{
  "expo": {
    "android": {
      "intentFilters": [
        {
          "action": "VIEW",
          "autoVerify": true,
          "data": [
            {
              "scheme": "https",
              "host": "*.myapp.io",
              "pathPrefix": "/records"
            }
          ],
          "category": ["BROWSABLE", "DEFAULT"]
        }
      ]
    }
  }
}

From Android 12 onwards, there is an issue reported when verifying the App Links with expo-dev-client.
When expo.android.intentFilters is used and "autoVerify" is set to true, the expo-dev-client adds a scheme <data android:scheme="exp+<slug>" /> to the intent filter. This scheme breaks the App Links verification.
An example of the exp+ scheme breaking the verification process:
<activity android:name=".MainActivity" android:label="@string/app_name" android:configChanges="keyboard|keyboardHidden|orientation|screenSize|uiMode" android:launchMode="singleTask" android:windowSoftInputMode="adjustResize" android:theme="@style/Theme.App.SplashScreen" android:screenOrientation="portrait">
  <intent-filter>
    <action android:name="android.intent.action.MAIN"/>
    <category android:name="android.intent.category.LAUNCHER"/>
  </intent-filter>
  <intent-filter>
    <action android:name="android.intent.action.VIEW"/>
    <category android:name="android.intent.category.DEFAULT"/>
    <category android:name="android.intent.category.BROWSABLE"/>
    <data android:scheme="<slug>"/>
    <data android:scheme="<package>"/>
    <data android:scheme="exp+<slug>"/>
  </intent-filter>
  <intent-filter android:autoVerify="true" data-generated="true">
    <action android:name="android.intent.action.VIEW"/>
    <data android:scheme="https" android:host="<name>.onelink.me" android:pathPrefix="/XXXX"/>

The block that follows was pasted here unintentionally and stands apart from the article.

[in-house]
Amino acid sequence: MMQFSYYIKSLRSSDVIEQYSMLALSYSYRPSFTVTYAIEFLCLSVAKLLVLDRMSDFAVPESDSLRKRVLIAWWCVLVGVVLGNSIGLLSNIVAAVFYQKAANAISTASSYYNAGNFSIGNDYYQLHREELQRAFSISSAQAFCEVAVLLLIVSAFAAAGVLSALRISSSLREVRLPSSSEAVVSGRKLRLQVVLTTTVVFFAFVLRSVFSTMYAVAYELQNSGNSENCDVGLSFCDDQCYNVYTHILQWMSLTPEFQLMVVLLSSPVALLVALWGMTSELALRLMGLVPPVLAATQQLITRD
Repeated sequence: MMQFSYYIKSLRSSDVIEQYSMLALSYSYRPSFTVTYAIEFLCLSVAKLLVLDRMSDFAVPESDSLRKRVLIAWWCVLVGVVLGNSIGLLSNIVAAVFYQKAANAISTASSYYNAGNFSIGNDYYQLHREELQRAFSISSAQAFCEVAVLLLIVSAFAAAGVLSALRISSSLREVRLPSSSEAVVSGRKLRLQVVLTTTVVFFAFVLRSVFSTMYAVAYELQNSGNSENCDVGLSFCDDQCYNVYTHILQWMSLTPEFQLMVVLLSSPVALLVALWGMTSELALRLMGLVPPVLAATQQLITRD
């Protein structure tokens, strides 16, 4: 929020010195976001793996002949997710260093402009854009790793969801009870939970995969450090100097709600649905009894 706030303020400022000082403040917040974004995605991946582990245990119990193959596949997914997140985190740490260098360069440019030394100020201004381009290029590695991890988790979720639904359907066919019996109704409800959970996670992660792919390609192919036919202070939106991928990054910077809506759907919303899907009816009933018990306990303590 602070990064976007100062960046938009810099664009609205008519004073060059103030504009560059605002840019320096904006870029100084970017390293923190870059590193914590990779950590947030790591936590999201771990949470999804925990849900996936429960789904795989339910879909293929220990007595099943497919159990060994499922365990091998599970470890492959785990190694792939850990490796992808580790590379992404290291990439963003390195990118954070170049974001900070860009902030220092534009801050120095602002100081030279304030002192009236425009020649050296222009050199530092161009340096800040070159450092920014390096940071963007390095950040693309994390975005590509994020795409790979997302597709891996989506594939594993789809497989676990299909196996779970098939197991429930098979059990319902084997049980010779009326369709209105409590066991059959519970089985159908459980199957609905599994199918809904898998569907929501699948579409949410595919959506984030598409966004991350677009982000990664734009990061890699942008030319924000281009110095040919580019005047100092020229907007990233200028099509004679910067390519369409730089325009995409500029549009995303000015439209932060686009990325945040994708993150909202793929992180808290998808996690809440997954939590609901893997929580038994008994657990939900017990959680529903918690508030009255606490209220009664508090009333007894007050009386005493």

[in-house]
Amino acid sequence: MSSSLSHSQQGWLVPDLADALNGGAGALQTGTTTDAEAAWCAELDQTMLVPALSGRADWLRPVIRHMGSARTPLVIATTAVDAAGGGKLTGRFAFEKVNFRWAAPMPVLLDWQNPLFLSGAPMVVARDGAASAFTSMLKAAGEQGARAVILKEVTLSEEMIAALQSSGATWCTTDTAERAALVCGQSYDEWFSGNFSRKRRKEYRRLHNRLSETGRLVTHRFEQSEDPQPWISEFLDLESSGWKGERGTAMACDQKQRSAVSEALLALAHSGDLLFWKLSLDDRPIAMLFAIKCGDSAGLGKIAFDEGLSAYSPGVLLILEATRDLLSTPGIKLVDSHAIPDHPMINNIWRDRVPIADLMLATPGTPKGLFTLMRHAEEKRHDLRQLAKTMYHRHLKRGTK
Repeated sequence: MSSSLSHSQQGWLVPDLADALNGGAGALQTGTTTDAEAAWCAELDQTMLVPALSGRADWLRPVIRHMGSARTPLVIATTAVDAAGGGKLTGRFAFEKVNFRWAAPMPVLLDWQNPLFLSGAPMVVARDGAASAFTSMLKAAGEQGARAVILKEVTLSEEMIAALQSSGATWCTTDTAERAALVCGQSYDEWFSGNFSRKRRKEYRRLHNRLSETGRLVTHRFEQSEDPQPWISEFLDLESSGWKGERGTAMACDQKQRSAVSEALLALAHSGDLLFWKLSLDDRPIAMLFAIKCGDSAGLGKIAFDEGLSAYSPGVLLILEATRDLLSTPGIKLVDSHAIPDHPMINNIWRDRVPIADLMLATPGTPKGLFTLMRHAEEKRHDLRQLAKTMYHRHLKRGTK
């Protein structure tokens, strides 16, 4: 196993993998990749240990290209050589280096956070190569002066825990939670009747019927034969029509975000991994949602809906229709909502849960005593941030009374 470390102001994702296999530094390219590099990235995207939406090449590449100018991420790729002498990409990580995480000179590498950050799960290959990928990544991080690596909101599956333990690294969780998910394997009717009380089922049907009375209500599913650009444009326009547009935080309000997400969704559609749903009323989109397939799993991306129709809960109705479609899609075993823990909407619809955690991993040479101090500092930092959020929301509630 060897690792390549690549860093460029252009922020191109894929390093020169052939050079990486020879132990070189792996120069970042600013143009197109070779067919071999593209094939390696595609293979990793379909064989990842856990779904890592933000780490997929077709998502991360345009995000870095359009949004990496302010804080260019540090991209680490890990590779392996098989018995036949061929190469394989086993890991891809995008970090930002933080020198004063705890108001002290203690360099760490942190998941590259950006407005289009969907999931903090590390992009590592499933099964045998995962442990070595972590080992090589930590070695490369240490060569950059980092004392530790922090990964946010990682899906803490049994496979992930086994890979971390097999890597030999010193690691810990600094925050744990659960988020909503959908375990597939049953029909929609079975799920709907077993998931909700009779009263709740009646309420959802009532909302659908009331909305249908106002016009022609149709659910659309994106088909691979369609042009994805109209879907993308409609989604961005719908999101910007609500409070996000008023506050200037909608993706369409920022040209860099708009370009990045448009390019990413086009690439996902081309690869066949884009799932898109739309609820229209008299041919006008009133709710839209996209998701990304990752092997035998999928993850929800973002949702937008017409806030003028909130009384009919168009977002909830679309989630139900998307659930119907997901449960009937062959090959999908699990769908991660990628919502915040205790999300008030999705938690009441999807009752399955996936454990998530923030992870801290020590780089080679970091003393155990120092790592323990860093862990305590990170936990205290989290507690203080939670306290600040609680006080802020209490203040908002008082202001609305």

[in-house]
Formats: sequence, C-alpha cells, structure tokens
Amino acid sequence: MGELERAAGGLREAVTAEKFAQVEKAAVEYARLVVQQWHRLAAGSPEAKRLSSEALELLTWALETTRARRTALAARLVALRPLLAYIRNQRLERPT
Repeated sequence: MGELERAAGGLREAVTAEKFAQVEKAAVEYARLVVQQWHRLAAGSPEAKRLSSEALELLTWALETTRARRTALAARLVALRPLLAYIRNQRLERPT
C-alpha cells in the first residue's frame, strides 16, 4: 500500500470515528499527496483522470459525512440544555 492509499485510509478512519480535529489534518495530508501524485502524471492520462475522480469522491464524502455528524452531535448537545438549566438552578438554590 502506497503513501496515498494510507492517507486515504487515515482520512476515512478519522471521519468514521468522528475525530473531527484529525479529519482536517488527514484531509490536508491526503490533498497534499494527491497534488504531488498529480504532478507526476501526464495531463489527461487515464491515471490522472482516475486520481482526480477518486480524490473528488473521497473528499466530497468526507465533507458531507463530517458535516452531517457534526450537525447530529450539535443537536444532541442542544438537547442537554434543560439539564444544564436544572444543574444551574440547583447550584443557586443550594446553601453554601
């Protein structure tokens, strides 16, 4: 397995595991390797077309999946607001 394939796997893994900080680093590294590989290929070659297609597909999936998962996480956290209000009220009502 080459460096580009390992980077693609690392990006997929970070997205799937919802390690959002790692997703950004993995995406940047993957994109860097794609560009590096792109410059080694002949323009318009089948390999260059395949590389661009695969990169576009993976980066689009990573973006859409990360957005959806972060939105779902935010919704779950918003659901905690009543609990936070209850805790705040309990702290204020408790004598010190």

<data android:scheme="https" android:host="<name>.onelink.me" android:pathPrefix="/XXXX"/>
    <data android:scheme="https" android:host="<name>.onelink.me" android:pathPrefix="/XXXX"/>
    <data android:scheme="exp+<slug>"/>
    <category android:name="android.intent.category.BROWSABLE"/>
    <category android:name="android.intent.category.DEFAULT"/>
  </intent-filter>
</activity>
You can fix this issue by creating a custom Config Plugin that removes the exp+ schemes when verifying intentFilters.
Create a new file called withAndroidVerifiedLinksWorkaround.js in your project with the following code snippet:
const { createRunOncePlugin, withAndroidManifest } = require('@expo/config-plugins');

/**
 * @typedef {import('@expo/config-plugins').ConfigPlugin} ConfigPlugin
 * @typedef {import('@expo/config-plugins').AndroidManifest} AndroidManifest
 */

/**
 * Remove the custom Expo dev client scheme from intent filters, which are set to `autoVerify=true`.
 * The custom scheme `<data android:scheme="exp+<slug>"/>` seems to block verification for these intent filters.
 * This plugin makes sure there is no scheme in the autoVerify intent filters, that starts with `exp+`.
 *
 * @type {ConfigPlugin}
 */
const withAndroidVerifiedLinksWorkaround = config =>
  withAndroidManifest(config, config => {
    config.modResults = removeExpoSchemaFromVerifiedIntentFilters(config.modResults);
    return config;
  });

/**
 * Iterate over all `autoVerify=true` intent filters, and pull out schemes starting with `exp+`.